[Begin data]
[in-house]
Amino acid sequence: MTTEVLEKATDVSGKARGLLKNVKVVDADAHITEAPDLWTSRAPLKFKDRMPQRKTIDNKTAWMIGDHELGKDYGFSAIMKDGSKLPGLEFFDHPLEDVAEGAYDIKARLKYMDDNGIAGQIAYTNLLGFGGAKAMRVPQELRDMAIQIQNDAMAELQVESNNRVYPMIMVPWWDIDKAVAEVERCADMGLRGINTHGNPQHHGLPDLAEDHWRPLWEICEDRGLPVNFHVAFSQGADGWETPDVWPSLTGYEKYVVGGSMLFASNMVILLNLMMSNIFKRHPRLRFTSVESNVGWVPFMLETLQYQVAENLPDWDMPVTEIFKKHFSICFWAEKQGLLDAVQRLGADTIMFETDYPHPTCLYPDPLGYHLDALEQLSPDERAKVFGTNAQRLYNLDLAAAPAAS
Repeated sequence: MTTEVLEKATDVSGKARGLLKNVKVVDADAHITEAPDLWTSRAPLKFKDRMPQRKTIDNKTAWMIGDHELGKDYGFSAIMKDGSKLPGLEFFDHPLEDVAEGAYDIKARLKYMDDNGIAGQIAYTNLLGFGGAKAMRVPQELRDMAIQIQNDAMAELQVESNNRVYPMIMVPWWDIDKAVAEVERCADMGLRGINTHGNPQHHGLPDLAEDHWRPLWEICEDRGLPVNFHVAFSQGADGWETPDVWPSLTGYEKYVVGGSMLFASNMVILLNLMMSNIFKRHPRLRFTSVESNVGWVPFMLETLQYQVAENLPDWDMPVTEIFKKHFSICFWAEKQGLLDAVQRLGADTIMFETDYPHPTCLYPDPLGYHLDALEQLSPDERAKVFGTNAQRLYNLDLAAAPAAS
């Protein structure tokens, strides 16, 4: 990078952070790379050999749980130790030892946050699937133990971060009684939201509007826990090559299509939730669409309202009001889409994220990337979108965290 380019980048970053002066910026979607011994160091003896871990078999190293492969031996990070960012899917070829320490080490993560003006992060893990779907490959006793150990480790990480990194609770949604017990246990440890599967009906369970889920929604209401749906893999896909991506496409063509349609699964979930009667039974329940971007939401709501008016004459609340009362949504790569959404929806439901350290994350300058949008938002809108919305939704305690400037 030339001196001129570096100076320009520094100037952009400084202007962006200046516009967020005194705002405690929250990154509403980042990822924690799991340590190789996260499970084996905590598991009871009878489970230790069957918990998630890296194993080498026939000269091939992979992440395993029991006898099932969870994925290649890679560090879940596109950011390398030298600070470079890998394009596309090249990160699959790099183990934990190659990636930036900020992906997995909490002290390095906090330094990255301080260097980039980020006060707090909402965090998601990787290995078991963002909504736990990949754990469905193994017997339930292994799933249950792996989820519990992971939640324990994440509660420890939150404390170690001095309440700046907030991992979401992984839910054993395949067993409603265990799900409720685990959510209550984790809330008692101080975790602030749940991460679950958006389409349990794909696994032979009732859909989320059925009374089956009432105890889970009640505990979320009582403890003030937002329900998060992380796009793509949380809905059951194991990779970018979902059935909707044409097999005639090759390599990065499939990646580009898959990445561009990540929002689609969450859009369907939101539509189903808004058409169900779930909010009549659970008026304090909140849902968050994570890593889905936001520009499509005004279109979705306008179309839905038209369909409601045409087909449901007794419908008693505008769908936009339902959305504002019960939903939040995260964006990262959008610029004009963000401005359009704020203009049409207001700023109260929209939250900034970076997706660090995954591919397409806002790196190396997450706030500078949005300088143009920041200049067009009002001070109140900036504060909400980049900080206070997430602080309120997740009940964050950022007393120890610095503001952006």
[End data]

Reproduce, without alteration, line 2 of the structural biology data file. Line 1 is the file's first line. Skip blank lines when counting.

Amino acid sequence: MTTEVLEKATDVSGKARGLLKNVKVVDADAHITEAPDLWTSRAPLKFKDRMPQRKTIDNKTAWMIGDHELGKDYGFSAIMKDGSKLPGLEFFDHPLEDVAEGAYDIKARLKYMDDNGIAGQIAYTNLLGFGGAKAMRVPQELRDMAIQIQNDAMAELQVESNNRVYPMIMVPWWDIDKAVAEVERCADMGLRGINTHGNPQHHGLPDLAEDHWRPLWEICEDRGLPVNFHVAFSQGADGWETPDVWPSLTGYEKYVVGGSMLFASNMVILLNLMMSNIFKRHPRLRFTSVESNVGWVPFMLETLQYQVAENLPDWDMPVTEIFKKHFSICFWAEKQGLLDAVQRLGADTIMFETDYPHPTCLYPDPLGYHLDALEQLSPDERAKVFGTNAQRLYNLDLAAAPAAS